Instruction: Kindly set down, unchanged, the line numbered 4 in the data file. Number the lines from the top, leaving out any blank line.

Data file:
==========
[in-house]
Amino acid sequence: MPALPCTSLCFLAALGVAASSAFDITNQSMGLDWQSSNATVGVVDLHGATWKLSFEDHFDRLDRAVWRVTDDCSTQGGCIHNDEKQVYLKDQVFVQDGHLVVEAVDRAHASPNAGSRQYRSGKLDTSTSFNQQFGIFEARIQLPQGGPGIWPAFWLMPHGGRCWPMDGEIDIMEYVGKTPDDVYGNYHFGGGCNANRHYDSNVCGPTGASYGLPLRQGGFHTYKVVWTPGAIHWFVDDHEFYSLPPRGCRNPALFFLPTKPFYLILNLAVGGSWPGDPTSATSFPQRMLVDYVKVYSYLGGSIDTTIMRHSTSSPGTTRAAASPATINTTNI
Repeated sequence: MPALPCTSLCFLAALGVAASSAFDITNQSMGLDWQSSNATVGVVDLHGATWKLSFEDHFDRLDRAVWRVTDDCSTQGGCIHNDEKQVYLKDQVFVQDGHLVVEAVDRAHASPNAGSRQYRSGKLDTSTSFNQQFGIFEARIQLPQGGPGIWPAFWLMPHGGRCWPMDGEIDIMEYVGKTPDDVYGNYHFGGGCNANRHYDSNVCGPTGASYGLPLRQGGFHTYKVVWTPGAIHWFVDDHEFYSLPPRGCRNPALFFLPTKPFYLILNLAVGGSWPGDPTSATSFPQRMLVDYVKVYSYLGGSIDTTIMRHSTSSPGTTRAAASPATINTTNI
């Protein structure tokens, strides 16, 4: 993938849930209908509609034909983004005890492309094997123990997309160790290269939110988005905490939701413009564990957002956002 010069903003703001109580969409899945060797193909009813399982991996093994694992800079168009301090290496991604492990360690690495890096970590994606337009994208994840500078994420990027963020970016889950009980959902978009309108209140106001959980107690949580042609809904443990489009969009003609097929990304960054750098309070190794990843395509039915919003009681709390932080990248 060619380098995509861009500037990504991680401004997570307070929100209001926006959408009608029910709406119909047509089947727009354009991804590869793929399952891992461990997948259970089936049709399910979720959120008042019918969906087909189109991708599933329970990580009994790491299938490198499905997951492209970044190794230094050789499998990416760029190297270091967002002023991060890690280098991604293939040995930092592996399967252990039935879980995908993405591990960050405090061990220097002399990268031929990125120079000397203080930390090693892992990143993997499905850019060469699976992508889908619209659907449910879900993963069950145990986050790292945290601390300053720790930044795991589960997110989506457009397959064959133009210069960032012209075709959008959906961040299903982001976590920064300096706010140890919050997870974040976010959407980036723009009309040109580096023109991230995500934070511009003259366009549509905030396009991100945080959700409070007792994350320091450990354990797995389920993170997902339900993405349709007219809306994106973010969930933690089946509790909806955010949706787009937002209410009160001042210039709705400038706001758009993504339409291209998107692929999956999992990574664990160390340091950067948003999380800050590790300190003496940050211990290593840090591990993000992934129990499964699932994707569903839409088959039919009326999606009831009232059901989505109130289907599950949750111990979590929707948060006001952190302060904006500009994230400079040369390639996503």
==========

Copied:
């Protein structure tokens, strides 16, 4: 993938849930209908509609034909983004005890492309094997123990997309160790290269939110988005905490939701413009564990957002956002 010069903003703001109580969409899945060797193909009813399982991996093994694992800079168009301090290496991604492990360690690495890096970590994606337009994208994840500078994420990027963020970016889950009980959902978009309108209140106001959980107690949580042609809904443990489009969009003609097929990304960054750098309070190794990843395509039915919003009681709390932080990248 060619380098995509861009500037990504991680401004997570307070929100209001926006959408009608029910709406119909047509089947727009354009991804590869793929399952891992461990997948259970089936049709399910979720959120008042019918969906087909189109991708599933329970990580009994790491299938490198499905997951492209970044190794230094050789499998990416760029190297270091967002002023991060890690280098991604293939040995930092592996399967252990039935879980995908993405591990960050405090061990220097002399990268031929990125120079000397203080930390090693892992990143993997499905850019060469699976992508889908619209659907449910879900993963069950145990986050790292945290601390300053720790930044795991589960997110989506457009397959064959133009210069960032012209075709959008959906961040299903982001976590920064300096706010140890919050997870974040976010959407980036723009009309040109580096023109991230995500934070511009003259366009549509905030396009991100945080959700409070007792994350320091450990354990797995389920993170997902339900993405349709007219809306994106973010969930933690089946509790909806955010949706787009937002209410009160001042210039709705400038706001758009993504339409291209998107692929999956999992990574664990160390340091950067948003999380800050590790300190003496940050211990290593840090591990993000992934129990499964699932994707569903839409088959039919009326999606009831009232059901989505109130289907599950949750111990979590929707948060006001952190302060904006500009994230400079040369390639996503």